Side Effect of Grief: Love
There’s nothing to like death to define a family. That’s something I learned this weekend.
My grandpa died last Thursday. It wasn’t exactly a shock; he was 97 and his health has been deteriorating for the better part of two years. Even so, one minute he was there in my life and the next he was gone. Nothing really prepares you for that.
Nothing prepared me for seeing my brother cry at the visitation and funeral. I don’t know if I’ve ever seen my brother cry before that, but it startled me in a lot of different ways. Suddenly the person who could be compared to stone was a human, raw and vulnerable and hurting. And suddenly I was his sister, someone who could actually understand what was going on in his head.
And then there was my dad, who was surprisingly calm. I expected him to be angry and irrational, but I think maybe instead he was relieved. I can’t imagine what it must be like to watch your parent slowly die and forget all the people they loved…I guess at the end you’re just glad that wherever they are, at least they are no longer suffering. I think my dad is sad, but the weight of helplessness has been lifted off of him.
So I hugged my brother, and I hugged my dad. I cried in the moments I had alone, and then as “Taps” played when they gave my grandpa his military funeral. I was lucky I had people beside me who not only loved him, but loved me as I needed their support.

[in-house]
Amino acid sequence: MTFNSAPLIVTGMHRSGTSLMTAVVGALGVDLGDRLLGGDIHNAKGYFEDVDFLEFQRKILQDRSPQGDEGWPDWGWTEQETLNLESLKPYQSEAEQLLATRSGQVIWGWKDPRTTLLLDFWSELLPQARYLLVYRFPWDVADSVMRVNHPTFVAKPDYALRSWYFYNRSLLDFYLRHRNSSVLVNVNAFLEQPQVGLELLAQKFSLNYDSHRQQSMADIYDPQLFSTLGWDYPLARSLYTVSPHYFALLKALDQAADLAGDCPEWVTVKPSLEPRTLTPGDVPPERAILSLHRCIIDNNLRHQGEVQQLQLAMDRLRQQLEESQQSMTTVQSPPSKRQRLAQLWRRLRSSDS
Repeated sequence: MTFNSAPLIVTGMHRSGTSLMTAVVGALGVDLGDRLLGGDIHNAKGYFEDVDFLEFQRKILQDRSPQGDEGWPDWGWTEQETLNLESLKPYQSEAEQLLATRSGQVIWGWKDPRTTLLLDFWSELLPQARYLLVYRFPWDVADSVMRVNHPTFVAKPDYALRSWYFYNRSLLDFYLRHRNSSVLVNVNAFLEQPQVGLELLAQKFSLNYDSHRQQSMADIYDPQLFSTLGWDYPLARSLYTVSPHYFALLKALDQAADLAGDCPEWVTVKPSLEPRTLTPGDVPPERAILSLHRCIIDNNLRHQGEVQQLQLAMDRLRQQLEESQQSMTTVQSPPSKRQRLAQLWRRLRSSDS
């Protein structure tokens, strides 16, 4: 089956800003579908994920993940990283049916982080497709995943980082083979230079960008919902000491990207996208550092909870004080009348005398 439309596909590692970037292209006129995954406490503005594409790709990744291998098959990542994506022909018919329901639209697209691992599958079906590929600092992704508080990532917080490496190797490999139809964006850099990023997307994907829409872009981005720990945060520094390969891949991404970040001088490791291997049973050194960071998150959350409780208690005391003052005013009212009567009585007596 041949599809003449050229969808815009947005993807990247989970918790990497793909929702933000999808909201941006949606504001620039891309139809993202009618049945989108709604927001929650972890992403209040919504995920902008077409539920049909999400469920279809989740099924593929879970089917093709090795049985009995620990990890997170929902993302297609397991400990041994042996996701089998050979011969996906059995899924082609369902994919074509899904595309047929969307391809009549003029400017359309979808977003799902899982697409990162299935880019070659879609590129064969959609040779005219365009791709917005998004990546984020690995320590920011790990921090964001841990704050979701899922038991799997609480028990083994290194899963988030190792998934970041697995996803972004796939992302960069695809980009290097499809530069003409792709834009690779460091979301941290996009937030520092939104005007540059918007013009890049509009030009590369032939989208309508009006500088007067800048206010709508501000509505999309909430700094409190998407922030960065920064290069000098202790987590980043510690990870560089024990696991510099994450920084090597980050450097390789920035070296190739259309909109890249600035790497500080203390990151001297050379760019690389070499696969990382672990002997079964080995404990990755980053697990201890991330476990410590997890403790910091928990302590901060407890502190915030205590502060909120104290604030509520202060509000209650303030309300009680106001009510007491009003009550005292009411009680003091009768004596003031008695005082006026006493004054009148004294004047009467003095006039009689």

He wasn’t a perfect person, but he was a good one. He took me fishing when I was little, and told me that if I ate the crusts off of my sandwiches that they would make my hair curly. He hugged me and kissed my cheek and told me he loved me each time he saw me. He called me “Pooky Lou” sometimes and told me he’d dance with me at my wedding. And when I got older, he always asked me about my “boyfriend” (whether I had one or not) in that funny way grandparents do. He loved me very much, and was there loving me from the moment I was born until the day he died. Nothing will ever replace that kind of love, or quench the kind of sorrow you feel when it’s gone. But I’m so incredibly grateful I had it for as long as I did.
After an intense weekend of seeing out of town family, preparing for the funeral, and actually going through the process of accepting that he’s gone, I actually feel a bit better about my family. Death reminds us how important life is, and even though I don’t have a close family or necessarily a warm and fuzzy one, they are the people I’ll deal with for the rest of my life. They love me and I love them, and the rest is simply detail. Sometimes all you need to know about a person is if they will be there when you’re hurting. If they can do that, then they are worth keeping around.